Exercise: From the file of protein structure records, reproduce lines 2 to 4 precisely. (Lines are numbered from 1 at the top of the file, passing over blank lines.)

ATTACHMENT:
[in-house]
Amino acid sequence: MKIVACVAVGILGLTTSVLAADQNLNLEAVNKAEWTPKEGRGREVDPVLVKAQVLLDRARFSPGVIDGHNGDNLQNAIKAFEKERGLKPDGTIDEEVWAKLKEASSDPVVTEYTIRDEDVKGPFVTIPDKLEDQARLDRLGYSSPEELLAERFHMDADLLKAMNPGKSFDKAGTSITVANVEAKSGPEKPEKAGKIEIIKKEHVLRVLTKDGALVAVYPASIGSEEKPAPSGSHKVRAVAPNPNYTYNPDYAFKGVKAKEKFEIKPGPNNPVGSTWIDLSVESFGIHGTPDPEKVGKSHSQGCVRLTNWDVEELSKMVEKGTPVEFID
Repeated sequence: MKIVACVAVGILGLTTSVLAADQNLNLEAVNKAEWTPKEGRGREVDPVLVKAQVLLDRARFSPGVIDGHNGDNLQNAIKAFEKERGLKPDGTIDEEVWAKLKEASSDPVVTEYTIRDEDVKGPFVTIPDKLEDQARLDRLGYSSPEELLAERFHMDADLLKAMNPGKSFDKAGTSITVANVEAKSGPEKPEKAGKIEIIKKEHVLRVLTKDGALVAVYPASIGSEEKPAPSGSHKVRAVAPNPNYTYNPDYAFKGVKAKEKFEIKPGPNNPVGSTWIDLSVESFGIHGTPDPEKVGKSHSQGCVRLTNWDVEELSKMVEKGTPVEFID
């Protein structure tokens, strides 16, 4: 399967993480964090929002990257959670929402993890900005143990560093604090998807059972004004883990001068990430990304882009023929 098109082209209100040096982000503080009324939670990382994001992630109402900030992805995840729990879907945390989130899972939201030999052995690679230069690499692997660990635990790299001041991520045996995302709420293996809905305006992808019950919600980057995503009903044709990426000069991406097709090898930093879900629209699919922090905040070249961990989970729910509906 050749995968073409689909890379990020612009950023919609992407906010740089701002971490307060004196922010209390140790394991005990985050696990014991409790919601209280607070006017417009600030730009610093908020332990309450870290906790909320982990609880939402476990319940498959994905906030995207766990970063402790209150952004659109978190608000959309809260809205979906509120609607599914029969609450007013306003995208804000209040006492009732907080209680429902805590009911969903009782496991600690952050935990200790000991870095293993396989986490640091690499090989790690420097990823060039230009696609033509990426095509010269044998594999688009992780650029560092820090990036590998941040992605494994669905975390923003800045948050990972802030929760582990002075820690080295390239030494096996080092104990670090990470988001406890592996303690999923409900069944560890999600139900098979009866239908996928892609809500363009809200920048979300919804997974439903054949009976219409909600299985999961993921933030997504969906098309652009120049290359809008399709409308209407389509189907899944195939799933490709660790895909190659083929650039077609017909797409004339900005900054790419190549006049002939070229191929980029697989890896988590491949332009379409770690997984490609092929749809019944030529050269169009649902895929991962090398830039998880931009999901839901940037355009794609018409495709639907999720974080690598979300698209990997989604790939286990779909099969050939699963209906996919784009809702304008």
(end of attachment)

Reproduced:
Amino acid sequence: MKIVACVAVGILGLTTSVLAADQNLNLEAVNKAEWTPKEGRGREVDPVLVKAQVLLDRARFSPGVIDGHNGDNLQNAIKAFEKERGLKPDGTIDEEVWAKLKEASSDPVVTEYTIRDEDVKGPFVTIPDKLEDQARLDRLGYSSPEELLAERFHMDADLLKAMNPGKSFDKAGTSITVANVEAKSGPEKPEKAGKIEIIKKEHVLRVLTKDGALVAVYPASIGSEEKPAPSGSHKVRAVAPNPNYTYNPDYAFKGVKAKEKFEIKPGPNNPVGSTWIDLSVESFGIHGTPDPEKVGKSHSQGCVRLTNWDVEELSKMVEKGTPVEFID
Repeated sequence: MKIVACVAVGILGLTTSVLAADQNLNLEAVNKAEWTPKEGRGREVDPVLVKAQVLLDRARFSPGVIDGHNGDNLQNAIKAFEKERGLKPDGTIDEEVWAKLKEASSDPVVTEYTIRDEDVKGPFVTIPDKLEDQARLDRLGYSSPEELLAERFHMDADLLKAMNPGKSFDKAGTSITVANVEAKSGPEKPEKAGKIEIIKKEHVLRVLTKDGALVAVYPASIGSEEKPAPSGSHKVRAVAPNPNYTYNPDYAFKGVKAKEKFEIKPGPNNPVGSTWIDLSVESFGIHGTPDPEKVGKSHSQGCVRLTNWDVEELSKMVEKGTPVEFID
């Protein structure tokens, strides 16, 4: 399967993480964090929002990257959670929402993890900005143990560093604090998807059972004004883990001068990430990304882009023929 098109082209209100040096982000503080009324939670990382994001992630109402900030992805995840729990879907945390989130899972939201030999052995690679230069690499692997660990635990790299001041991520045996995302709420293996809905305006992808019950919600980057995503009903044709990426000069991406097709090898930093879900629209699919922090905040070249961990989970729910509906 050749995968073409689909890379990020612009950023919609992407906010740089701002971490307060004196922010209390140790394991005990985050696990014991409790919601209280607070006017417009600030730009610093908020332990309450870290906790909320982990609880939402476990319940498959994905906030995207766990970063402790209150952004659109978190608000959309809260809205979906509120609607599914029969609450007013306003995208804000209040006492009732907080209680429902805590009911969903009782496991600690952050935990200790000991870095293993396989986490640091690499090989790690420097990823060039230009696609033509990426095509010269044998594999688009992780650029560092820090990036590998941040992605494994669905975390923003800045948050990972802030929760582990002075820690080295390239030494096996080092104990670090990470988001406890592996303690999923409900069944560890999600139900098979009866239908996928892609809500363009809200920048979300919804997974439903054949009976219409909600299985999961993921933030997504969906098309652009120049290359809008399709409308209407389509189907899944195939799933490709660790895909190659083929650039077609017909797409004339900005900054790419190549006049002939070229191929980029697989890896988590491949332009379409770690997984490609092929749809019944030529050269169009649902895929991962090398830039998880931009999901839901940037355009794609018409495709639907999720974080690598979300698209990997989604790939286990779909099969050939699963209906996919784009809702304008």